© 2023 WOSU Public Media
Play Live Radio
Next Up:
Available On Air Stations
WOSU TV is experiencing intermittent issues on Spectrum Cable. Watch the live stream on the free PBS app.

The View From Pluto: The Indians Need a Fast Start as Baseball's Marathon Becomes a Sprint

The Cleveland Indians will need to start out hot in order to have a chance to play in October this year.
Keith Allison
Wikimedia Commons
The Cleveland Indians will need to start out hot in order to have a chance to play in October this year.

After a four-month delay because of the pandemic, the Cleveland Indians begin their shortened season Friday. They’ll play 60 games between now and the end of September. WKSU sports commentator Terry Pluto said this shortened season comes with a lot of challenges.

No rest for the weary

Pluto said players won't get many days off as the season goes from 162 games to 60. 

"The Indians are opening with 17 consecutive games every single day," Pluto said. They'll play each divisional opponent 10 times, with 20 games of interleague play against NL Central teams. The schedule makes sure teams are limiting travel. 

Pluto said the challenge will be keeping players healthy, and not only from the coronavirus.

"It will be just flat-out, old-fashioned pulled muscles [and] sore arms. All these things that happen over the course of a season condensed," he said.

Players like first baseman Carlos Santana would normally get a few days off every now and then over the course of a 162-game season.

"You ain't getting a day off now," Pluto joked. "They're all going to be playing through it. Their bodies are not conditioned to really go with what they're going to be facing."

It's anyone's year

Pluto said the shortened season means the season is up for grabs.

"That's what I think is going to be surprising. We'll see some teams get off to a good start that we didn't figure and others will struggle," Pluto said. "I think it's going to be a test of character for these teams."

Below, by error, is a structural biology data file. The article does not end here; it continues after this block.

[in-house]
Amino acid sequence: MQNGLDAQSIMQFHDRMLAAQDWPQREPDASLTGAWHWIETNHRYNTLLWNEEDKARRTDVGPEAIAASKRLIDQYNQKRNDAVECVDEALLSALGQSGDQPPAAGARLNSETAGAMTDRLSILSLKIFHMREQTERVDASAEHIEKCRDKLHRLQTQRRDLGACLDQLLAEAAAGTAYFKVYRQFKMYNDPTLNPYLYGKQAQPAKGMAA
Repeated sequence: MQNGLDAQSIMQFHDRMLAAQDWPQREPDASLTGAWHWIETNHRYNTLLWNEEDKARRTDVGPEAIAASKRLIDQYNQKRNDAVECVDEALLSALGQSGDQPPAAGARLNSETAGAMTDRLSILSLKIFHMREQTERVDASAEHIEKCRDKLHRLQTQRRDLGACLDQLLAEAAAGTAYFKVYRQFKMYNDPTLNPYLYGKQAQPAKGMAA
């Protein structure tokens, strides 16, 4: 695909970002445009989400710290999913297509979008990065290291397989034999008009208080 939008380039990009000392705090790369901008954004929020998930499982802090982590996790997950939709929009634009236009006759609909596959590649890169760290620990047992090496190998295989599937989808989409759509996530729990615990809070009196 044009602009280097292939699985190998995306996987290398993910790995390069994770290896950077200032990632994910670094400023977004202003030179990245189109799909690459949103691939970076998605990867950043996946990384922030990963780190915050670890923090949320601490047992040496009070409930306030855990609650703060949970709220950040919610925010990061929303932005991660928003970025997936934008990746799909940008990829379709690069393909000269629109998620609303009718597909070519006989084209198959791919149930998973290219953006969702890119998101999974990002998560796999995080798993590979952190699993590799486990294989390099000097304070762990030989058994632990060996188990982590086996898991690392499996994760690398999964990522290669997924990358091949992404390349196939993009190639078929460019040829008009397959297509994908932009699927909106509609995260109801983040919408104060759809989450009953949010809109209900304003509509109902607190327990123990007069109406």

Traditional slow starters 

The Indians and Terry Francona are known for getting off to a slow start, mostly because of the cold weather that greets players in Cleveland in March and April. From April 2015 to April 2019, the team went 7-14, 10-11, 14-10, 14-11 and 15-10. 

This season, as Opening Day comes in the middle of summer, a fast start is crucial. 

"Francona said, 'It's like we're going into August and we're tied for first place with four other teams in our division,'" Pluto said.

But one or two bad weeks could be all it takes to end a team's hopes for contention. For reference, the 2019 World Series champion Washington Nationals were 19-31 after 50 games last season before catching fire.

History and a chance to draw fans in

Pluto believes Cleveland has a good chance of making the playoffs and grabbing the attention of fans. Right now, the Indians are the only game in town on TV. The Cavs didn't make the Orlando bubble that's set to start ths month, and the NFL is still negotiating with teams about how to start the season amid the pandemic. 

"They're always fighting for their fan base and always fighting for attention and fighting for dollars," Pluto said. "This is a big chance for you guys to grab the interest of the town even though there'll be nobody in the stands."

Copyright 2021 WKSU. To see more, visit WKSU.

Amanda Rabinowitz
Amanda Rabinowitz has been a reporter, host and producer at WKSU since 2007. Her days begin before the sun comes up as the local anchor for NPR’s Morning Edition, which airs on WKSU each weekday from 5 a.m. to 9 a.m. In addition to providing local news and weather, she interviews the Plain Dealer’s Terry Pluto for a weekly commentary about Northeast Ohio’s sports scene.
Sean Fitzgerald is a senior journalism major at Kent State University working as a 2020 summer news intern. Sean has been with Black Squirrel Radio, Kent State's student-run radio station since the spring of 2018 as a sports show host and co-host, a web article contributor and sports department coordinator. Sean hopes to pursue a career in sports journalism once he finishes school.